Defendant Rourk also argues that because plaintiff has been transferred out of the Solano County Jail system to state prison, his request for injunctive relief is moot. Plaintiff offers no opposition. Therefore, summary judgment should be granted in favor of defendant as to plaintiff's request for injunctive relief on the basis that the requested relief has been rendered moot by plaintiff's transfer. See Weinstein v. Bradford, 423 U.S. 147, 149 (1975); Dilley v. Gunn, 64 F.3d 1365, 1368-69 (9th Cir. 1995).

Defendant Rourk contends that plaintiff has sought only injunctive relief and monetary damages in the amended complaint. Plaintiff disputes this contention and has submitted a declaration in which he asserts that he is also seeking declaratory judgment "that the Claybank facility's practices and policies concerning group worship for maximum security prisoners violate the United States Constitution, the Religious Land Use and Institutionalized Persons Act, and California state law." (Greene Decl. in Support of Opp'n (Doc. No. 104 ), ¶ 29 at 6.) In her reply, defendant Rourk argues that no request for declaratory judgment appears in the amended complaint and that, in any event, such relief is now moot. (Def.'s Reply at 8 n.8.)

It is true that a some contexts a prayer for declaratory judgment with respect to jail practices and policies may be rendered moot by plaintiff's subsequent transfer. See Preiser v. Newkirk, 422 U.S. 395, 401 (1975); DeFunis v. Odegaard, 416 U.S. 312, 316 (1974). However, here plaintiff's "claim for damages necessarily entails a determination whether [defendant's] alleged conduct violated his rights" and therefore "his separate request for declaratory relief is subsumed by his damages action" which survives his transfer to state prison. Rhodes v. Robinson, 408 F.3d 559, 566 n.8 (9th Cir. 2005).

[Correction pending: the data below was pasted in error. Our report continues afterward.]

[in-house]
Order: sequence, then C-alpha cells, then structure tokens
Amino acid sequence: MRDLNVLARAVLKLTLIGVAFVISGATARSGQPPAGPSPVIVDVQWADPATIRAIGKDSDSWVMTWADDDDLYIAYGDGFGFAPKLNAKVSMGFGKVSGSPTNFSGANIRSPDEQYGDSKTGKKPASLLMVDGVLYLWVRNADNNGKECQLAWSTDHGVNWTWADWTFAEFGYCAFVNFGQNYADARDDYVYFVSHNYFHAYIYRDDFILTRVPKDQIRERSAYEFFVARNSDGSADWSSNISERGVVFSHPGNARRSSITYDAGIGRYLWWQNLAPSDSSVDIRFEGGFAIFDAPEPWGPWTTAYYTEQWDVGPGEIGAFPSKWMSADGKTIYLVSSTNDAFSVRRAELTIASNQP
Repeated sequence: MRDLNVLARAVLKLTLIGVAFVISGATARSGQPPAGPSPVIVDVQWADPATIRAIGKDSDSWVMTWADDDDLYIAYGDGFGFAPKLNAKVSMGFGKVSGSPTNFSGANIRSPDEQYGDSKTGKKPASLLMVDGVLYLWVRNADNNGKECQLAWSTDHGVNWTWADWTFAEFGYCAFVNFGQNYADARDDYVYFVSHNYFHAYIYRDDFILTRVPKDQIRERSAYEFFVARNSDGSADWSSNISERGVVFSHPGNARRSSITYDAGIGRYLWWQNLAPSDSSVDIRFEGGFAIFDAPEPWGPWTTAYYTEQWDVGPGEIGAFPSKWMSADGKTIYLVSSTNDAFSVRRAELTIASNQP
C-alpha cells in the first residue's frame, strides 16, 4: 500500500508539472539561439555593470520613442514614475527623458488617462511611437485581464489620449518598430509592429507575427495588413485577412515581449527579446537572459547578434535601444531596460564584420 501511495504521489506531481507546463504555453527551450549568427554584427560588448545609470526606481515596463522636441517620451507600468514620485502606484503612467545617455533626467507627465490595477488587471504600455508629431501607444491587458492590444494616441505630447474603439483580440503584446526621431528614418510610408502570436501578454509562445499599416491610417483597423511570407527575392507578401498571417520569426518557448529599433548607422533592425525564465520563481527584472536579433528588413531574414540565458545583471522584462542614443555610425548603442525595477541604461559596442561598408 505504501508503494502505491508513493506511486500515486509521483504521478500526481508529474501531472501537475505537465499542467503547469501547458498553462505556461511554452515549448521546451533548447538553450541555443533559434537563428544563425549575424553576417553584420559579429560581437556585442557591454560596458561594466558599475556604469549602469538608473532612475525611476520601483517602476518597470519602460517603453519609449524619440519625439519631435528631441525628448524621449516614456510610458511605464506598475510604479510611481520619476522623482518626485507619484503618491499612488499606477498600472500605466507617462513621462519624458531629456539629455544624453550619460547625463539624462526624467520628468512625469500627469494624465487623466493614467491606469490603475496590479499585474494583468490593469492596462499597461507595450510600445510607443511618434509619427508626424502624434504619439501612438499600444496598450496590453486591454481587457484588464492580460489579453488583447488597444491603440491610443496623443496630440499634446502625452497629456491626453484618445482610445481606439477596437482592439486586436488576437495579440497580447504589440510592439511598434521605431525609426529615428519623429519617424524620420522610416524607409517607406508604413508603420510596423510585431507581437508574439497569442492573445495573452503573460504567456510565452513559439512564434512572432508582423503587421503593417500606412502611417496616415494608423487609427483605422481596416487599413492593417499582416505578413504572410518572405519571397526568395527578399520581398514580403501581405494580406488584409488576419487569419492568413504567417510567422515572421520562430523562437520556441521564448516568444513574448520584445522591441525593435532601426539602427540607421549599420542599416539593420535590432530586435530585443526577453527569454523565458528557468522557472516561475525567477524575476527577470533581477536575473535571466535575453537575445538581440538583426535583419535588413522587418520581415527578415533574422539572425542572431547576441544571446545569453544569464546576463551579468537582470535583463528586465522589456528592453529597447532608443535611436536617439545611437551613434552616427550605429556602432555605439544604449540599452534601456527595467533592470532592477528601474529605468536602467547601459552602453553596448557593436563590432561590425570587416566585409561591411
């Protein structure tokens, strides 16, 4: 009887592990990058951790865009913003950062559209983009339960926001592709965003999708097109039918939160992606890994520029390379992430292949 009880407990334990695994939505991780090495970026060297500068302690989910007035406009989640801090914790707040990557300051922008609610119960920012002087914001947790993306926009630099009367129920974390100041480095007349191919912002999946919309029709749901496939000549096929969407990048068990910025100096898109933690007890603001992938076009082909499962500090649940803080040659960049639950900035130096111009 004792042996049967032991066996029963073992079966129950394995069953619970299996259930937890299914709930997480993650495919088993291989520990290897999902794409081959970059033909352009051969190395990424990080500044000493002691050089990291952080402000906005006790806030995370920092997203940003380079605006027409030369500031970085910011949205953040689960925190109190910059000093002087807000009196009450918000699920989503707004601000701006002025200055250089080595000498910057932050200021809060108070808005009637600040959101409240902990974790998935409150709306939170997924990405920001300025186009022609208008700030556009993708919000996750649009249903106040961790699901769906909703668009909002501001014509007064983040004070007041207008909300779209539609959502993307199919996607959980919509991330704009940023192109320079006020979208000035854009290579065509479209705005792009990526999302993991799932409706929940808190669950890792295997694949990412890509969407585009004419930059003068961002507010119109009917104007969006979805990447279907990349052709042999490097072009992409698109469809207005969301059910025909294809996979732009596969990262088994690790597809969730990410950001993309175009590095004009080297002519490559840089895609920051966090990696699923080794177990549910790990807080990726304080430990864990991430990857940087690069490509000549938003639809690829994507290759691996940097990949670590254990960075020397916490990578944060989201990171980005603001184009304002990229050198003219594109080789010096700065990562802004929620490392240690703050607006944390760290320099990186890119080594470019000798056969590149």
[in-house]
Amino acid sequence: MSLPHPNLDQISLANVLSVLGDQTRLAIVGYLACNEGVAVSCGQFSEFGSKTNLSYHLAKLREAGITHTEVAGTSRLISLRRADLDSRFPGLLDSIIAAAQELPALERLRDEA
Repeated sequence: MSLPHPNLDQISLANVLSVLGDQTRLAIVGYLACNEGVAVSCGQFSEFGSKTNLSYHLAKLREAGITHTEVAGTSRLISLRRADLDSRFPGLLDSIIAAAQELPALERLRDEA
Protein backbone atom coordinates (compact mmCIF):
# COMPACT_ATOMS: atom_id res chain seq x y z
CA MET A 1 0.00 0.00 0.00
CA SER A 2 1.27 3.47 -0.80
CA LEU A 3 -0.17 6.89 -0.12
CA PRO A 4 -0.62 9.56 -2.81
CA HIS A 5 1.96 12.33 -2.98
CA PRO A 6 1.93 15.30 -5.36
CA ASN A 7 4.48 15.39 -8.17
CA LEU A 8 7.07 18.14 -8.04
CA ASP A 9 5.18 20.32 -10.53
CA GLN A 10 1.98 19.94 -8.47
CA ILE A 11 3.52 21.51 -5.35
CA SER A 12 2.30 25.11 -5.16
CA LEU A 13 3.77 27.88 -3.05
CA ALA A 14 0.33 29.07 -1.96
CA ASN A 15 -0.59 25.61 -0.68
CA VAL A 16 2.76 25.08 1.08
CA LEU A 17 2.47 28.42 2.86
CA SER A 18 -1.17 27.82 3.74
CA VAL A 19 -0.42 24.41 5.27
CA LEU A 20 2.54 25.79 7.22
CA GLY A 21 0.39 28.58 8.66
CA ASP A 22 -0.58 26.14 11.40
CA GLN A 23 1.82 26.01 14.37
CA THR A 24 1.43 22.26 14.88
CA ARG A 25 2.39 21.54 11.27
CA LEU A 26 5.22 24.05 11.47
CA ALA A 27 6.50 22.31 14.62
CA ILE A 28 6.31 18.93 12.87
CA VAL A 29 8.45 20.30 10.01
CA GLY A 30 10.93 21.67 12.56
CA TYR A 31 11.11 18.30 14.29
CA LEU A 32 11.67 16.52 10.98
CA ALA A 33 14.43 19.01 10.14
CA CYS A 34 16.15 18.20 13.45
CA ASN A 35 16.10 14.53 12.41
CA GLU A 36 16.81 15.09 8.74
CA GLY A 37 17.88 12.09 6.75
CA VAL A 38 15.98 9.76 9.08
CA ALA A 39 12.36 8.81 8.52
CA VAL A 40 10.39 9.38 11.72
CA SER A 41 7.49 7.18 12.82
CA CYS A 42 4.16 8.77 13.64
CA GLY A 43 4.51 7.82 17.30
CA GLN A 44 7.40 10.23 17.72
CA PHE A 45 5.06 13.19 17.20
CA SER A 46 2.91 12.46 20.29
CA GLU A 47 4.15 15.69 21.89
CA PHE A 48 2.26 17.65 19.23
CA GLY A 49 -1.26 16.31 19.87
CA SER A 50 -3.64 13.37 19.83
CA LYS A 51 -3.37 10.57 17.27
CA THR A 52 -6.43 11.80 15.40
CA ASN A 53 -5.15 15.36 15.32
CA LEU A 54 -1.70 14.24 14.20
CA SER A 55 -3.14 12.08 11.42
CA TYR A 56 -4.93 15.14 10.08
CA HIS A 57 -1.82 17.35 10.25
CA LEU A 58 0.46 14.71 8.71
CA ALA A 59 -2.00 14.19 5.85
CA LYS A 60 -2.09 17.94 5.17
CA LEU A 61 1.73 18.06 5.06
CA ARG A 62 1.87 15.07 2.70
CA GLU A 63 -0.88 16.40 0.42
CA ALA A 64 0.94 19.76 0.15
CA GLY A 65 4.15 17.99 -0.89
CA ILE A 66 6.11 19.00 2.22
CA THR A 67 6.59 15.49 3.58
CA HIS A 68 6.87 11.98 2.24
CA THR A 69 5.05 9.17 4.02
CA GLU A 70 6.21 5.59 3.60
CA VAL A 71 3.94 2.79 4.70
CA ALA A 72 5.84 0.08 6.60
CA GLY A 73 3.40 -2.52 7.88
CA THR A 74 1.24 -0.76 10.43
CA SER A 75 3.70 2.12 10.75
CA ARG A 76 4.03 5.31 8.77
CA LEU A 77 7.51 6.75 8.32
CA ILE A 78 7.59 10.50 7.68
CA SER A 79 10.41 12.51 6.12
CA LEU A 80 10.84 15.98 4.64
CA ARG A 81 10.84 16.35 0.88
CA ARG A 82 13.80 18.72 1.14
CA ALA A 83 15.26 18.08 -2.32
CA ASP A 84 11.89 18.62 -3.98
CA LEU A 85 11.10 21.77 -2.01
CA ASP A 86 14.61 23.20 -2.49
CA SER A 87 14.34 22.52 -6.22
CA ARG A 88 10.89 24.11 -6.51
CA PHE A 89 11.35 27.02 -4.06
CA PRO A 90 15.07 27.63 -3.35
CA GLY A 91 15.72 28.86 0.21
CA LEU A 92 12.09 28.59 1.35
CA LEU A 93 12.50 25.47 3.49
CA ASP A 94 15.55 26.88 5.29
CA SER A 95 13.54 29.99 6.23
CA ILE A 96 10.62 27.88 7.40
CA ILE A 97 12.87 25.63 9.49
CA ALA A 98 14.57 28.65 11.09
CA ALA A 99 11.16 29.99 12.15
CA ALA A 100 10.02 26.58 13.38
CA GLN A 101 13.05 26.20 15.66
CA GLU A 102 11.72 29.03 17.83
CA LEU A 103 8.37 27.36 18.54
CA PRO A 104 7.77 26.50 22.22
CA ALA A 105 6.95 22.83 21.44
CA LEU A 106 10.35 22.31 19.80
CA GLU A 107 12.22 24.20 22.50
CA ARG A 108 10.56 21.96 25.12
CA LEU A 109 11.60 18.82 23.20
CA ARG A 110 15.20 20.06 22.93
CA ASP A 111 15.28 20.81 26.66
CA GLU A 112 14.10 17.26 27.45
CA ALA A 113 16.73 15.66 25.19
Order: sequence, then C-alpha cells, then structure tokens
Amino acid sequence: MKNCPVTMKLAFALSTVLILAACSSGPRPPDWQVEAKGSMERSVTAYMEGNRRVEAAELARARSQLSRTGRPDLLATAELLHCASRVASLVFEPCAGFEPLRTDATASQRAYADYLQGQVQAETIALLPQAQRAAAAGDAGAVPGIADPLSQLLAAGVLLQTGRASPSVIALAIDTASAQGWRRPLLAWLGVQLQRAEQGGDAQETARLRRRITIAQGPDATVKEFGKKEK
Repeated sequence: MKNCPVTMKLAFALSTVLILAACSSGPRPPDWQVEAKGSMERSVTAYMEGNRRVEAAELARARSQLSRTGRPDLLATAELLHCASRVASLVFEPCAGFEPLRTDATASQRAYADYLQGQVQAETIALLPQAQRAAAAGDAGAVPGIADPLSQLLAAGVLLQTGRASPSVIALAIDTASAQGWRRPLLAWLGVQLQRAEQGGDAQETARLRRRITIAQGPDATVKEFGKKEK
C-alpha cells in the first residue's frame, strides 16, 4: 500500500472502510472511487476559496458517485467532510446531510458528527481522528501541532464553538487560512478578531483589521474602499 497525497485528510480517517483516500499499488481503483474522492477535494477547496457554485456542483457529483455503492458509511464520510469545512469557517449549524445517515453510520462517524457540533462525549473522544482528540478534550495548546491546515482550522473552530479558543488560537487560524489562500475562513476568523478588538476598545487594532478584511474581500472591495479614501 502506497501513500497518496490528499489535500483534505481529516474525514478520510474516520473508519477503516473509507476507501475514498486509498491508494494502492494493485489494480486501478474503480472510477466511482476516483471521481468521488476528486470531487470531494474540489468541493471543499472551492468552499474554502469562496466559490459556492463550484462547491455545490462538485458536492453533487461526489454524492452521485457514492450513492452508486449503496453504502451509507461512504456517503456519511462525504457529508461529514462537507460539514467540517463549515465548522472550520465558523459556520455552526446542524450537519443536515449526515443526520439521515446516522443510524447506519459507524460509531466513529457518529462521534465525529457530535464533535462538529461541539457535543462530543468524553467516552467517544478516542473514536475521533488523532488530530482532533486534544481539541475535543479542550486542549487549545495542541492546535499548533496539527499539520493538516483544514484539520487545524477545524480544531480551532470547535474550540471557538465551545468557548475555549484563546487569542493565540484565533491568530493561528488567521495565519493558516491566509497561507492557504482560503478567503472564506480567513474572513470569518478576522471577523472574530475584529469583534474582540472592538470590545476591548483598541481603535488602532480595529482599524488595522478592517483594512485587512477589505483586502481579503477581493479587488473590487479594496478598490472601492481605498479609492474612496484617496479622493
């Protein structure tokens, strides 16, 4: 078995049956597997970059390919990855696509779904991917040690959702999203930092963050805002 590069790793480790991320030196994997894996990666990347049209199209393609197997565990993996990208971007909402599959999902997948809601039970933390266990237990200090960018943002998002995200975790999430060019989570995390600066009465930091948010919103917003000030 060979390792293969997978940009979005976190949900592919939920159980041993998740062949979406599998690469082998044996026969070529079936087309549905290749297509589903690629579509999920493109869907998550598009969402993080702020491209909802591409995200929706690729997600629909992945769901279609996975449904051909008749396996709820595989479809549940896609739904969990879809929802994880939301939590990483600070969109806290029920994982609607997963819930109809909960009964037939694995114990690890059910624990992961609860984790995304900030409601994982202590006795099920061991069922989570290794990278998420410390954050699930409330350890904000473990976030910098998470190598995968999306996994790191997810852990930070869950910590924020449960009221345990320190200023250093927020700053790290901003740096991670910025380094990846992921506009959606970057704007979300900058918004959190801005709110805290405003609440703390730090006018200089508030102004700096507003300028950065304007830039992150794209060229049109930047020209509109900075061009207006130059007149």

B. Damages

Plaintiff seeks monetary damages a follows: "Award twenty million dollars to me for pain and suffering, for the cruel and unusual punishment, and for the mental anguish and distress." (Am. Compl. at 8.)

Defendant argues that under the Prison Litigation Reform Act (PLRA) and § 1997e(e), an inmate is not entitled to compensatory damages for mental or emotional injury where there is only de minimis physical injury. Defendant argues that it is undisputed that plaintiff suffered no physical injury as a result of her actions. In this regard defendant points out that at his deposition, plaintiff testified as follows:

Q: (Ms. Stringer). Did you suffer any type of physical injury at Claybank as a result of not being able to go to services?

Mr. Norton: Objection to form. Vague. Answer, if you understand.

The Witness (Greene): You're wanting to know if I got into fights?

Q: By Ms. Stringer: Any type of physical injury. I know the complaint indicates mental and emotional distress.